Protomartyr’s novel approach
Joe Casey’s lyrics and philosophical musings paint a portrait of the indie rocker as a middle-aged man
Making Pitchfork’s and the New York Times’ year-end “best of” lists doesn’t always translate into bringing a crowd in Sacramento. In fact, Detroit band Protomartyr’s last show here—in 2014 with G. Green at the now-shuttered Luigi’s Fun Garden—was hardly packed.
Frontman and singer Joe Casey, reached by phone the night before his band embarked on an epic months-long tour, laughed while recalling that night’s sparse crowd.
“I hope this one’s a little bit better than that one, but we still had fun,” he says.
Protomartyr returns to Sacramento this Saturday, March 5, at Blue Lamp.
A lot of the ink spilled about Protomartyr mentions Casey’s late start as a frontman and the fact that as someone in his late 30s, he has 10 years on the rest of the band, which includes Greg Ahee on guitar, Alex Leonard on drums and Scott Davidson on bass.
Still, Casey says the generation gap is not too acute. “Mostly now it comes down to musical tastes. It seems like young people are a little less tribal in their tastes, a little more catholic,” he says.
Casey got his taste for life in a small, independent rock band when he was a “shiftless roadie” on U.S. and European tours for Tyvek, another critically acclaimed Detroit band. He said he found the experience inspiring.
“When I got back to Detroit I wanted to get a band together myself. … I picked vocalist because that’s the only thing I could do,” he says.
Protomartyr’s bleak, churning and hypnotic sound has been solid since the beginning, as evidenced on its first full-length album, 2013’s No Passion All Technique. The band members’ collective work ethic and drive, however, has led them closer to a sneaky catchiness on each release. Listeners can hear it in Casey’s sing-speak, atonal vocals that edge closer to ragged crooning, particularly on “I Forgive You,” on the band’s latest album, 2015’s The Agent Intellect.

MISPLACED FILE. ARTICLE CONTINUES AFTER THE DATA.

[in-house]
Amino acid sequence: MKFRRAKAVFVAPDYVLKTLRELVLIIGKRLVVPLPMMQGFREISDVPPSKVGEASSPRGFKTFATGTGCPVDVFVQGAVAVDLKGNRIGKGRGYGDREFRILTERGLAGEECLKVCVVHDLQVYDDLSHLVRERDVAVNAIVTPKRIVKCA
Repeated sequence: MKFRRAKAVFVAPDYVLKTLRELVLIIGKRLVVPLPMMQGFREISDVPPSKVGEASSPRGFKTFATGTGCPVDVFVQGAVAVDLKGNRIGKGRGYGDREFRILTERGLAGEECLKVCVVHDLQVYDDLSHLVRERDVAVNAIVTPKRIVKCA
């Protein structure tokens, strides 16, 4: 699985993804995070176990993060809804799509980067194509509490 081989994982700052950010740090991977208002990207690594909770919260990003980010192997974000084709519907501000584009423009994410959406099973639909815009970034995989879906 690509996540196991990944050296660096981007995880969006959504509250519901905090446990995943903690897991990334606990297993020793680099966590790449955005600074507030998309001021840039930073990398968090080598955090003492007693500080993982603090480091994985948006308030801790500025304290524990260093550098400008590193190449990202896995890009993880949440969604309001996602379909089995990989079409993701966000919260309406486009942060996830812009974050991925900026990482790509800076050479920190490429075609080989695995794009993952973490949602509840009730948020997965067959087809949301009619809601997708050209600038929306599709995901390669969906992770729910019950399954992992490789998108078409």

The song is based on the real-life case of a priest at the Jesuit high school that all the Protomartyr members attended, who was convicted of molesting a student. A particular detail about the behavior of the priest captured Casey’s imagination.
“I thought it was interesting he approached these criminal acts from a scientific point of view. He took these meticulous notes,” Casey says.
Casey incorporated the priest’s crimes into “I Forgive You” with storytelling precision: “Caught him in the locker room / running tapes—taking notes / on where the boys fall on the spectrum / scientific method.”
Local band G. Green’s singer-guitarist Andrew Henderson points to Casey’s evocative, slice-of-life lyrics as one of the reasons his band is coming out of hiatus to play its last show with Protomartyr.
“They’re just, like, no bullshit, which is rare,” Henderson says.
This novelistic theme and oblique approach is typical: his mother’s Alzheimer’s Disease (“why does it shake? / the body / why does it move? / the fear”), and the sometimes crushing boredom of middle-aged parties (“old folks party / take care / mind the décor”).
These days Casey takes on those parties with a philosophical approach. “You see people raging as much as when they were young and you think ’This is pitiful!’” he says. “But then there are some people who can do it with class. … There are still lifers. I’d like to be a part-time lifer if I can.”